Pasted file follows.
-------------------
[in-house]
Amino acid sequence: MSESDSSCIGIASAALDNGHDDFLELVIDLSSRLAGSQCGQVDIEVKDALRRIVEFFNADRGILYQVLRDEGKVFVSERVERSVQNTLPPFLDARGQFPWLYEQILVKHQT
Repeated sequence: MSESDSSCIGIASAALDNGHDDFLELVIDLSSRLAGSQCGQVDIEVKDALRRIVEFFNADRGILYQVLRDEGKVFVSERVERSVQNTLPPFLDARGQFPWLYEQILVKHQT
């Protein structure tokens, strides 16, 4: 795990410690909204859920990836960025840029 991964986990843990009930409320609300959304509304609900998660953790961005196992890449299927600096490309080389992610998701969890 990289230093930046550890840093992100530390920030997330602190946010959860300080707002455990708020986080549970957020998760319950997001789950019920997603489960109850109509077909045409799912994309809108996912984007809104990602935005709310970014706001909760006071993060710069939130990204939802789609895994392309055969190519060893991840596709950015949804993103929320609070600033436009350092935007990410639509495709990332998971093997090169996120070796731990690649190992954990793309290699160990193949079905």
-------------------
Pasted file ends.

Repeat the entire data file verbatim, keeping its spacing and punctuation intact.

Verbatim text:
[in-house]
Amino acid sequence: MSESDSSCIGIASAALDNGHDDFLELVIDLSSRLAGSQCGQVDIEVKDALRRIVEFFNADRGILYQVLRDEGKVFVSERVERSVQNTLPPFLDARGQFPWLYEQILVKHQT
Repeated sequence: MSESDSSCIGIASAALDNGHDDFLELVIDLSSRLAGSQCGQVDIEVKDALRRIVEFFNADRGILYQVLRDEGKVFVSERVERSVQNTLPPFLDARGQFPWLYEQILVKHQT
């Protein structure tokens, strides 16, 4: 795990410690909204859920990836960025840029 991964986990843990009930409320609300959304509304609900998660953790961005196992890449299927600096490309080389992610998701969890 990289230093930046550890840093992100530390920030997330602190946010959860300080707002455990708020986080549970957020998760319950997001789950019920997603489960109850109509077909045409799912994309809108996912984007809104990602935005709310970014706001909760006071993060710069939130990204939802789609895994392309055969190519060893991840596709950015949804993103929320609070600033436009350092935007990410639509495709990332998971093997090169996120070796731990690649190992954990793309290699160990193949079905």